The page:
Commentary: Dissolution of college advisory committee comes as no surprise

VVBAC member Bill Regner of Clarkdale. (VVN/Bill Helm)

VVBAC member Bill Regner of Clarkdale. (VVN/Bill Helm)

The dissolution of Yavapai College's Verde Valley Board Advisory Committee should not come as much of a surprise.

The committee's mission was vague and muddy from the beginning. There was never sufficient effort on either side to build a productive working relationship. Neither side trusted the other.

As for the committee, its members failed at becoming a true pulse of the community. As County School Superintendent Tim Carter surmised, "They really needed to voice the views of the community, not necessarily their own views."

Despite these problems, college board members were wrong in dismantling the VVBAC, and probably even more wrong in the way they went about it. It bears emphasis that when VVBAC members were pushing for a separate Verde Valley administrative college district under the agenda heading "Ownership Linkage," college President Penny Wills agreed with this newspaper that the committee was playing fast and loose with the state's Open Meeting Law. "It's supposed to be clear enough so people will know what they are going to be discussing," Wills said at the time.

Guess what? At their Monday retreat, college board members voted 3-2 to suspend the VVBAC under the very same agenda item: "Ownership linkage." Was that "clear enough so people will know what they are going to be discussing," to use Wills' words. Board member Deb McCasland claimed she was blind-sided when her colleagues moved forward on suspending VVBAC. The agenda did not make it clear that such action was being considered.

Further, the college board should have heeded the advice of Board Member Al Filardo of Clarkdale. Filardo wanted to see the committee continue, but with some new faces. Excellent idea. The current group was not creating outcomes. They pushed an agenda that was not going to fly. Some new faces, new leadership and new ideas would have helped VVBAC tremendously.

When dissolution of the VVBAC was announced during the college board's regular meeting Tuesday, Cottonwood's Bob Oliphant led the charge of protest by saying, "If you want political war, you've got it." That's not surprising as Mr. Oliphant and his VVBAC disciples adopted this very philosophy from the organization's inception. Guess what, folks, history has repeatedly shown that the Verde Valley is not going to win "political wars" with Prescott. We are always going to be out-numbered when it comes to votes. Just look what happened in our most recent election. Chip Davis, arguably the most electable politician in Verde Valley history, fell short against two Prescott candidates in his bid to win one of the two District 1 seats in the Arizona House of Representatives. At the ballot box, as well as at the table of political decision-making, we are out-numbered. It makes no sense to make enemies of those in the majority.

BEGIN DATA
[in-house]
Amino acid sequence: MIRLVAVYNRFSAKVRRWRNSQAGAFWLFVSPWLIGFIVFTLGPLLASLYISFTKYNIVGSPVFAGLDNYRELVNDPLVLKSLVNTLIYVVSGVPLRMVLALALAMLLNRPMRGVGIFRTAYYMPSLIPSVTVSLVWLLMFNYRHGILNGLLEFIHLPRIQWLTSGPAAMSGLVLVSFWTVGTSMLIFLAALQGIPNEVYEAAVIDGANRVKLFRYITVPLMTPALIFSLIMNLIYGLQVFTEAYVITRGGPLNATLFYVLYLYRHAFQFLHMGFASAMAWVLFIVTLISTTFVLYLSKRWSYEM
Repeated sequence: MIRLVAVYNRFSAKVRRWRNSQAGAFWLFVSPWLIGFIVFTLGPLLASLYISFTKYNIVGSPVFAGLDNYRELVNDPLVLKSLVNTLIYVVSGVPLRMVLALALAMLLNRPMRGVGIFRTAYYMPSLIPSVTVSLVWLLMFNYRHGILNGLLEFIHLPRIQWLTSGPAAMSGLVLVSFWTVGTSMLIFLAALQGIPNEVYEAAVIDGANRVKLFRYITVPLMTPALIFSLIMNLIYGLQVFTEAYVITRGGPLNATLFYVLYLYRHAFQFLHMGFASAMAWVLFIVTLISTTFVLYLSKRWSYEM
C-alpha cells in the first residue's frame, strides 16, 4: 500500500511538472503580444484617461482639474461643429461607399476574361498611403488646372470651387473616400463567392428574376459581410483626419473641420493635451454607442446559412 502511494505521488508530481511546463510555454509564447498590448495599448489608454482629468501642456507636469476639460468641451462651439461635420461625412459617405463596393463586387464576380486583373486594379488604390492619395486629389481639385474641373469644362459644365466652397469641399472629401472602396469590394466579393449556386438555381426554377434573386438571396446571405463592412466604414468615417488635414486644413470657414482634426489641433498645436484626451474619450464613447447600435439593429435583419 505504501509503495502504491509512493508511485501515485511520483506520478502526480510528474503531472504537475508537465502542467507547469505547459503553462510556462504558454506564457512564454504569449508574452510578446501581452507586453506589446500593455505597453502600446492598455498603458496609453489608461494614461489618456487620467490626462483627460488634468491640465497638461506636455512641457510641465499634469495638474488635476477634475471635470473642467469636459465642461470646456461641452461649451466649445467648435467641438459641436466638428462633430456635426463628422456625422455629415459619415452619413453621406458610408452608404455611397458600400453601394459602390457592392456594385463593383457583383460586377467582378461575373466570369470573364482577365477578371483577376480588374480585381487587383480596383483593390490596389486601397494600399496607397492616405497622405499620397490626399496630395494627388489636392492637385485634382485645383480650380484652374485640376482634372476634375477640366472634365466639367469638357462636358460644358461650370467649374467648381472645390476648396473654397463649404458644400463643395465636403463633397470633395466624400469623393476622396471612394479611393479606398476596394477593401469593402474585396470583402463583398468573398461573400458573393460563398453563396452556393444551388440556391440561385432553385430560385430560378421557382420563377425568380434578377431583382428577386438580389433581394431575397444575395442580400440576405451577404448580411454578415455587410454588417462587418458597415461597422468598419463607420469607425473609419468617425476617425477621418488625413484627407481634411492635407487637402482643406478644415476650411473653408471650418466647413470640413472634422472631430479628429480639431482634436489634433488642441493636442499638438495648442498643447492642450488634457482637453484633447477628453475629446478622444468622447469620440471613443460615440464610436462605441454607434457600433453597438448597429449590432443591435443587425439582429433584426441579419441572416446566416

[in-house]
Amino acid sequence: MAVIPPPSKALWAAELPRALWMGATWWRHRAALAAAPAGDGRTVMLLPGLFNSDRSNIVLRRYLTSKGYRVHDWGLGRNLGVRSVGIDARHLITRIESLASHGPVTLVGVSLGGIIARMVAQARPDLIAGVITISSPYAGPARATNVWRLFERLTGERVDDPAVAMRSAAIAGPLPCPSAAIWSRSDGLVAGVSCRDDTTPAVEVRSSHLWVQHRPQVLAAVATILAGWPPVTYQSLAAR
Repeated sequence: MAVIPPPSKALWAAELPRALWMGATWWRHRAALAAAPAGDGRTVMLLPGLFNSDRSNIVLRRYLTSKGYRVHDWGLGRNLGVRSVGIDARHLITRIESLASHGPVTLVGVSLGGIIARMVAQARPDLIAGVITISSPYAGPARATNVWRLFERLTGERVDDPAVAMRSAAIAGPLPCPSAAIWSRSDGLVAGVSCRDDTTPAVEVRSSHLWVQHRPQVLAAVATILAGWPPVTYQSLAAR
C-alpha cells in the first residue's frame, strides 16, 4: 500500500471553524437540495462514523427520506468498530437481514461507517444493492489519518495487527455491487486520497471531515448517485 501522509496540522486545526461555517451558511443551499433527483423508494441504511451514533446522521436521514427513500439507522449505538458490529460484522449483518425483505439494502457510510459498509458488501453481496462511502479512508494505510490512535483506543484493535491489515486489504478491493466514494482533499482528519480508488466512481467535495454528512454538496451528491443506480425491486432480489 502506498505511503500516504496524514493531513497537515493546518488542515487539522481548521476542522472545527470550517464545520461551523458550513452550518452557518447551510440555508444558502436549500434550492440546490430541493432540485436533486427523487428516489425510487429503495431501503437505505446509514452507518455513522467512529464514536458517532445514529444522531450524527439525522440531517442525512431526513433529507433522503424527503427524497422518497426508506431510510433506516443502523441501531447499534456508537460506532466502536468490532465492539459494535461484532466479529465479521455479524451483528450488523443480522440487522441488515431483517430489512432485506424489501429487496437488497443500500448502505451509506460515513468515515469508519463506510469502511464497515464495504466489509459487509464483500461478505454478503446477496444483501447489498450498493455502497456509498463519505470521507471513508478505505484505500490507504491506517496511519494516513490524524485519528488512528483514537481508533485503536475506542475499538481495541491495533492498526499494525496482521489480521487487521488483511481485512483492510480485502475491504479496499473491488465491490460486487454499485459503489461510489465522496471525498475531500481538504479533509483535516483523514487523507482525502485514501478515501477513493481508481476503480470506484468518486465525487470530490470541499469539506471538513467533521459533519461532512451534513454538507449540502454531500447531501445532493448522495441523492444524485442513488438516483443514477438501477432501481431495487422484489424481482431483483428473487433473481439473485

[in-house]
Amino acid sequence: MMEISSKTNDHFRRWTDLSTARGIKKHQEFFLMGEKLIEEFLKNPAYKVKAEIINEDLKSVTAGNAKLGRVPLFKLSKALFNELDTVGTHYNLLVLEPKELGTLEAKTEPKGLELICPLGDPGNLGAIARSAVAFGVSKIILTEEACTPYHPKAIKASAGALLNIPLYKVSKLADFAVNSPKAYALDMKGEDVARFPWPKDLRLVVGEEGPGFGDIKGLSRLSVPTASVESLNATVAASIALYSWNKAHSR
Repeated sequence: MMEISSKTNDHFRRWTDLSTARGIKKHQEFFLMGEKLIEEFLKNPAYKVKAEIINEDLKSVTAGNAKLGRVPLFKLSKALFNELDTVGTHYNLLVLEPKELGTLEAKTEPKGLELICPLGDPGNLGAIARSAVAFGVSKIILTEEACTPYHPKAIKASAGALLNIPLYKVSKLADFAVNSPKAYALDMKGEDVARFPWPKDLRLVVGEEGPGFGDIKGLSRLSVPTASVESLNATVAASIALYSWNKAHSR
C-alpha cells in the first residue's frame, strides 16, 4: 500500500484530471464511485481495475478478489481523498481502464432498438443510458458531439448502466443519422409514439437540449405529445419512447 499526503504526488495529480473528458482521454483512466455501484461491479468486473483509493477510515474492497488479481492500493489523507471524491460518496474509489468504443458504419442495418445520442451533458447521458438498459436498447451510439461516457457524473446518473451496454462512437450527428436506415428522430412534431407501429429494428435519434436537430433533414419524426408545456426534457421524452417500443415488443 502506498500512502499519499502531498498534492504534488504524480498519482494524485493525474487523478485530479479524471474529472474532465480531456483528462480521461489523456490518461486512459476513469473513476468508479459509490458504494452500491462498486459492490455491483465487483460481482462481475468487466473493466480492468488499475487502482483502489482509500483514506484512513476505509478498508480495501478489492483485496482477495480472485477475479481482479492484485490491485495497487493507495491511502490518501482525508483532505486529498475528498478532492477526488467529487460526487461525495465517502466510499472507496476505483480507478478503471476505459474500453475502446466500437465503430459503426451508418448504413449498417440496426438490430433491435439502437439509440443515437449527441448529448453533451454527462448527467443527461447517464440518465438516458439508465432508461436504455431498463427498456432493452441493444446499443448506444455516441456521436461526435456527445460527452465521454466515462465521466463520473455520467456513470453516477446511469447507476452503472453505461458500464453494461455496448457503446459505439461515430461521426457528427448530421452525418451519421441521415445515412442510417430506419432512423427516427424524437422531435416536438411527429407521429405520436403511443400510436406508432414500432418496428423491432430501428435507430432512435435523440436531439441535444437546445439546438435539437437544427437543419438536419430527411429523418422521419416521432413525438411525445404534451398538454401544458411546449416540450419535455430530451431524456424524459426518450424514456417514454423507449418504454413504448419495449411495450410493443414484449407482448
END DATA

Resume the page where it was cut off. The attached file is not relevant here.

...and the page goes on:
A far wiser political strategy for VVBAC would have been to establish a productive working relationship with the folks from Prescott. Instead, we played ourselves as victims to the big bad bullies from Prescott. It's no wonder District Governing Board member Ray Sigafoos said, "I'm not unhappy to see the VVBAC go away."

Fortunately, the Verde Valley is not completely shut out in terms of influencing policy that benefits Yavapai College offerings on this side of the mountain.

James Perey, the executive dean of the Verde Valley campus, reports that his own advisory committee has been stable and productive. "The committee has been very helpful in providing ideas, information and advice," said Perey. "This committee was instrumental in crafting the strategic plan for the Verde Valley Campus, i.e compiling the data from the SWOT (Strengths, Weaknesses, Opportunities and Threats) analysis and identifying priority areas of focus. As we move forward with implementation of the strategic plan, the committee will assist in helping the college move forward."

Let's hope we will be able to hold on to that voice of influence with the college.

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